Integration of the energy flow vector over the magnetopause surface yields a total energy input per unit time, i.e., power transfer through the boundary. The top panel of Figure 12View Image shows a comparison of the total energy computed from the simulation with the empirical šœ– parameter. Note that the scale for the empirical parameter is different from the simulation one: the two quantities do not agree in magnitude, which indeed is expected. While the energy input through the simulation boundary is a total energy entering the system, the scaling for the šœ– parameter was empirically obtained to match the inner magnetosphere and ionosphere energy dissipation (free scaling parameter 7 RE in Equation 3View Equation). Thus, the difference in the magnitudes is a measure of the amount of solar wind energy input that becomes geoeffective in the inner magnetosphere.

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Figure 12: Magnetic storm on April 6 – 7, 2000. Panels from top to bottom: Total power input through the magnetopause from the GUMICS-4 global MHD simulation (black) and šœ–-parameter (blue, scale on the right). Note how the energy entry in the simulation continues after the IMF has turned northward even though the šœ–-proxy would indicate very small energy input. Ionospheric Joule heating integrated over both hemispheres from GUMICS-4 (black) and AE-based proxy from Ahn et al. (1983) (blue, scale on the right). Note the large energy input associated with the solar wind pressure pulse seen in the simulation, but not in the observational proxies. Energy input rate from particle precipitation from GUMICS-4 (black) and from AE-based proxy from Østgaard et al. (2002) (blue, scale on the right).

Detailed analysis of the energy input locations shows that most of the energy enters the magnetosphere through the magnetopause Earthward of about 10 RE, which gives two main regions of energy input, the dayside, and the nightside boundary in the inner magnetotail region. Further down the tail, the energy transfer through the boundary is very small, as the Poynting flux flows very closely parallel to the boundary. If one looks at the azimuthal sectors (in a plane perpendicular to the Sun-Earth line), it can be seen that the energy is mostly entering in sectors that are parallel or antiparallel to the IMF orientation. This means that for southward IMF, the energy is mainly gaining access through the high-latitude regions in both hemispheres. This is consistent with the conceptual picture of the reconnecting magnetopause where the reconnection occurs close to the subsolar point and the open flux is transported across the high-latitude regions (Dungey, 1961).

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Figure 13: avi-Movie (3099 KB) Magnetic storm on April 6 – 7, 2000. Northern hemisphere Joule heating during three instants from the GUMICS-4 global MHD simulation. The polar plots are drawn with Sun to the top and dusk to the left. Note how the auroral precipitation energy (shown in Figure 14Watch/download Movie) is concentrated in the auroral oval region and the dayside cusp where solar wind has direct access, while the Joule heating maximizes in the polar cap where the electric field is largest.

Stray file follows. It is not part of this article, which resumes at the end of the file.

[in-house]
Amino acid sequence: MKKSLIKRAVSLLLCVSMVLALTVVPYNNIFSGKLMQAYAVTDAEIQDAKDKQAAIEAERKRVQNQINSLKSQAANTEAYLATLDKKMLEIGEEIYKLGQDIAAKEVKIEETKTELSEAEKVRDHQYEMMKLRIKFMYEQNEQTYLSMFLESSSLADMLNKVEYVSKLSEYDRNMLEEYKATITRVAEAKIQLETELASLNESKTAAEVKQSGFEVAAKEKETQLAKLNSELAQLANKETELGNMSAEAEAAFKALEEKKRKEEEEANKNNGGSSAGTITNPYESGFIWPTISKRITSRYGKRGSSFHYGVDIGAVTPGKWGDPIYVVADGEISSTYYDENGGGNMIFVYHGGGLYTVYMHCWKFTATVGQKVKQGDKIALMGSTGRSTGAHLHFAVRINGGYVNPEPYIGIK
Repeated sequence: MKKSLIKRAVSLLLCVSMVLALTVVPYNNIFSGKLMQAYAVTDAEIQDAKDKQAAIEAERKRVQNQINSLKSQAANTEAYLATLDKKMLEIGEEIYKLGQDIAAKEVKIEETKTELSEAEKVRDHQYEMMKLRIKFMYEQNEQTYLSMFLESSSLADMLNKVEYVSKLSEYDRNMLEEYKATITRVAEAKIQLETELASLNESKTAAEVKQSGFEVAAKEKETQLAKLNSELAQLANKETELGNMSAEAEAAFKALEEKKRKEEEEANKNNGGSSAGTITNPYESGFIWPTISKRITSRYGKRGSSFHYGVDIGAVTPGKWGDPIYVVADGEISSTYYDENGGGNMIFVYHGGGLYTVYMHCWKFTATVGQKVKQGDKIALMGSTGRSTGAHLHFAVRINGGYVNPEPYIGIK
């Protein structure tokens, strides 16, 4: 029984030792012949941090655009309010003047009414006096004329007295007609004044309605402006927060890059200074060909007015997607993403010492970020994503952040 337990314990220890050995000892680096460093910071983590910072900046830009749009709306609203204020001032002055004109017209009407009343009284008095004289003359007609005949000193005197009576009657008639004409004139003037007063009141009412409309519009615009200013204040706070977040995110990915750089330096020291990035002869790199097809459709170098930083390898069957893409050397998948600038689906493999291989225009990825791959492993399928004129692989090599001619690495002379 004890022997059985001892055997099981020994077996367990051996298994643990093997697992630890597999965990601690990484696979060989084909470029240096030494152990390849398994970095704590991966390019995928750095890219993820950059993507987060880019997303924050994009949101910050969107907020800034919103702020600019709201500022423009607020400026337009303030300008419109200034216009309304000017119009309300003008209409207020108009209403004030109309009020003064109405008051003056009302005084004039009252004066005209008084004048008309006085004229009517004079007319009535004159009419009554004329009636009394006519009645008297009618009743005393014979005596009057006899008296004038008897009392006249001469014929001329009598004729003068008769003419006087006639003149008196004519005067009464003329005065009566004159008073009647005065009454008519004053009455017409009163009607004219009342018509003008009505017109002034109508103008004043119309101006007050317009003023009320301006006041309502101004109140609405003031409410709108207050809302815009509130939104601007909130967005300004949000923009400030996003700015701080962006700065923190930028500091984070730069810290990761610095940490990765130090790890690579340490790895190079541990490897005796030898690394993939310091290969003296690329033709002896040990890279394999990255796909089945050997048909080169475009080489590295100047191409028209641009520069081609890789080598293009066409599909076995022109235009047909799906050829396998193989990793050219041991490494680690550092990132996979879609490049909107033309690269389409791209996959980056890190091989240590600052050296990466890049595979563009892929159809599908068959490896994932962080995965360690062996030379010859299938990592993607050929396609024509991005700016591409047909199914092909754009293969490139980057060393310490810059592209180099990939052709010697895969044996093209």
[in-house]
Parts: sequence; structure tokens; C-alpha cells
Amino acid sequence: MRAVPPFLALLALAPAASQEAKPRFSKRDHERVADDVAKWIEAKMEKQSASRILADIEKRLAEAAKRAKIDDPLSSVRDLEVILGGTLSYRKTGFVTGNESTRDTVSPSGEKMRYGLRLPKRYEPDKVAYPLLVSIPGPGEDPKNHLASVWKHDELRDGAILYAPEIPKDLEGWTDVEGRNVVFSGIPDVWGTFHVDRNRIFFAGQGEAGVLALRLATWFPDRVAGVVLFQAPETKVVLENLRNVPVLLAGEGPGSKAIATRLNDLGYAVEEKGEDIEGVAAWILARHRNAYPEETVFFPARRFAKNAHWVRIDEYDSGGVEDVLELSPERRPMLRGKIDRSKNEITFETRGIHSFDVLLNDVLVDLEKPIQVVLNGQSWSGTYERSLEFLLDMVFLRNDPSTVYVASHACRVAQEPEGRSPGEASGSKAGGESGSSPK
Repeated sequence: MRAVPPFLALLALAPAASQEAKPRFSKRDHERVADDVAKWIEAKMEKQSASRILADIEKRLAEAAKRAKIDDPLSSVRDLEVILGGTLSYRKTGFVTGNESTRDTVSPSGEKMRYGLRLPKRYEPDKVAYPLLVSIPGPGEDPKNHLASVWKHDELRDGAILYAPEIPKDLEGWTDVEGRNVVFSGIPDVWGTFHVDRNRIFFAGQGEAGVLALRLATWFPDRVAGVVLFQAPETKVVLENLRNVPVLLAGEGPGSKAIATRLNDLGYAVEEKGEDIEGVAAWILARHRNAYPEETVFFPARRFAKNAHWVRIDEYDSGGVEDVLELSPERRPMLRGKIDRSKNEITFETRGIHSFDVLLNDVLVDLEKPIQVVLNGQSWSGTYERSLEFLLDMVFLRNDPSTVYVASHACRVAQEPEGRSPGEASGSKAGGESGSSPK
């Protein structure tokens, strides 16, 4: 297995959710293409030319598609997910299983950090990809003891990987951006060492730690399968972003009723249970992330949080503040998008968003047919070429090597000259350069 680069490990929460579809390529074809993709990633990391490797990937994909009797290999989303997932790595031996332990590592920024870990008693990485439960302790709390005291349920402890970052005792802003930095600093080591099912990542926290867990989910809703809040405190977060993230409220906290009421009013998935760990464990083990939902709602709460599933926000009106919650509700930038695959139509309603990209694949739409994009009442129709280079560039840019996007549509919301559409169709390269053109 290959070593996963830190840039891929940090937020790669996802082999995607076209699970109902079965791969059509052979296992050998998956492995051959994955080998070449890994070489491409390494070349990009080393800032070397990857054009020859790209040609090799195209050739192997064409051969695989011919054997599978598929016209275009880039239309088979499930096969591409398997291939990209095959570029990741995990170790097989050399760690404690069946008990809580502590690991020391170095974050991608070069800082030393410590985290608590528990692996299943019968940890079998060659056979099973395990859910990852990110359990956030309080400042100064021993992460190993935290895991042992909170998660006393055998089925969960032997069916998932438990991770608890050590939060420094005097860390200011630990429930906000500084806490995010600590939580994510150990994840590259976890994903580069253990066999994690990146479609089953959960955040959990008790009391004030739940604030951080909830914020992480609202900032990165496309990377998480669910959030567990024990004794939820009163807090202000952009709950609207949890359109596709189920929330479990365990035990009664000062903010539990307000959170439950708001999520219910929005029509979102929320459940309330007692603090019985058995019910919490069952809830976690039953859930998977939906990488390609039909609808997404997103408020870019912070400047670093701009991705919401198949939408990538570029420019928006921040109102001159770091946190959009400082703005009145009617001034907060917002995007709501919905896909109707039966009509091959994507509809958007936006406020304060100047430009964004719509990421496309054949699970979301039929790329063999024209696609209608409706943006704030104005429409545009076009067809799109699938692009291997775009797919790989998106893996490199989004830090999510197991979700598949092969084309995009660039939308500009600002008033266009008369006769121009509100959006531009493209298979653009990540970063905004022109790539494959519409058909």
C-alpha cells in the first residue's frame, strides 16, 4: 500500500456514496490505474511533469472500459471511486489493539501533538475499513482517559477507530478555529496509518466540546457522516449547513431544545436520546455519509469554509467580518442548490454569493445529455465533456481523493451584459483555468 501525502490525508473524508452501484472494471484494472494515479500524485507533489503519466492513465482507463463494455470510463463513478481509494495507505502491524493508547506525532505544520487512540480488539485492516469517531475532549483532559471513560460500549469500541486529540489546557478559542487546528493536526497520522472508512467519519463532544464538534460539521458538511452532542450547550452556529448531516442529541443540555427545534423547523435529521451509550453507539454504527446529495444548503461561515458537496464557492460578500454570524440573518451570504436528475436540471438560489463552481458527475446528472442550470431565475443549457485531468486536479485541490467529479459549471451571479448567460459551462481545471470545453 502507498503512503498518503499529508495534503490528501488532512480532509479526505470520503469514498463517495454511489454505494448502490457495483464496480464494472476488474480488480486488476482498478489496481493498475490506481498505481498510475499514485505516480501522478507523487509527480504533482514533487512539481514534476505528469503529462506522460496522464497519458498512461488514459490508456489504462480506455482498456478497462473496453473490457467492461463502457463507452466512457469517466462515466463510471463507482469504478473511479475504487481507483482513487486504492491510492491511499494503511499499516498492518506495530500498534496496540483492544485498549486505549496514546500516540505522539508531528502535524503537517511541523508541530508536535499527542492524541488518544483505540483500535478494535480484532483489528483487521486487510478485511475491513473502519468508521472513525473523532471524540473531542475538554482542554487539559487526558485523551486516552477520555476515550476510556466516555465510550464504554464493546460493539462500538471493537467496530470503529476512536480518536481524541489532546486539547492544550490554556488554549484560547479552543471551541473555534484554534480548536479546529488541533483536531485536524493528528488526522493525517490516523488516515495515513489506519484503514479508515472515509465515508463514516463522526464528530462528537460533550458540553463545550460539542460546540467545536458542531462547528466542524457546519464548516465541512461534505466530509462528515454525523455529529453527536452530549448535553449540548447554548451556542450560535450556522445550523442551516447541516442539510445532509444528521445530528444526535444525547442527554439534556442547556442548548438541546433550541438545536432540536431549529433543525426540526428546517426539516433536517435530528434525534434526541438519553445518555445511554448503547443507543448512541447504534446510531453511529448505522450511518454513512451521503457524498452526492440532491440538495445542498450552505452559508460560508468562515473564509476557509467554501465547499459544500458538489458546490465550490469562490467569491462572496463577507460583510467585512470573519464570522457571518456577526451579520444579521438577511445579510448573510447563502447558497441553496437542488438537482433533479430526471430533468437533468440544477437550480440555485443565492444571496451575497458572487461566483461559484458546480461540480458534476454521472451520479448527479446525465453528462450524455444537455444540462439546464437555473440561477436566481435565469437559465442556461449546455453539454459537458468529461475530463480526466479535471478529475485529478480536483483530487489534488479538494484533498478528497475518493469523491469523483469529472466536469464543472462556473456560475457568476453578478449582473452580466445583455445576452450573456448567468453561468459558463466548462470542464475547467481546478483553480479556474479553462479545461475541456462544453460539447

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Figure 14: mpeg-Movie (3046 KB) Magnetic storm on April 6 – 7, 2000. Northern hemisphere auroral precipitation during three instants from the GUMICS-4 global MHD simulation. The polar plots are drawn with Sun to the top and dusk to the left. Note how the auroral precipitation energy is concentrated in the auroral oval region and the dayside cusp where solar wind has direct access, while the Joule heating (shown in Figure 13Watch/download Movie) maximizes in the polar cap where the electric field is largest.

Mainly two processes consume energy in the ionosphere: Joule heating resulting from the ionospheric closure of field-aligned currents and precipitation of magnetospheric electrons causing the auroral displays. Both quantities can be computed from the ionospheric solution of the global simulation. Total integrated power from Joule heating is obtained from PJH = ΣP E2dS. The energy of the precipitating electrons is integrated from the innermagnetosphere plasma parameters as EPREC = neTe3āˆ•2āˆ˜ ------- 2āˆ•πme. The two bottom panels of Figure 12View Image show line plots of the values integrated over the polar cap and compared with the empirical proxies discussed in Section 4. Figures 13Watch/download Movie and 14Watch/download Movie show excerpts from two simulations showing the ionospheric Joule heating and the auroral Hall conductivity, which is enhanced in regions of auroral precipitation, and hence proportional to the precipitation energy.

It is obvious that the strong activity drives highly enhanced auroral precipitation to a wide and expanded auroral oval. Furthermore, the ionospheric Joule heating is large both in the auroral oval region and in the polar cap, due to the very strong electric fields in the polar cap region. The MHD precipitation tends to follow closely the solar wind driver, while the AE-based proxy shows lower level of variability. On the other hand, the MHD simulation produces a large peak at the time of a solar wind pressure pulse, which is not present in the AE-based proxy for the Joule heat. As solar wind pressure pulses are known to be associated with enhanced ionospheric Joule heating (Palmroth et al., 2004), it is not clear to what extent the discrepancies are associated with limitations of the simulation and to what extent they are caused by the use of index-based proxies that may miss large parts of the dissipation if the measuring stations are not suitably located to record the disturbances. This is clearly an area where more work, both simulation and observational, is required for enhanced understanding of the coupling of the solar wind and the ionospheric processes.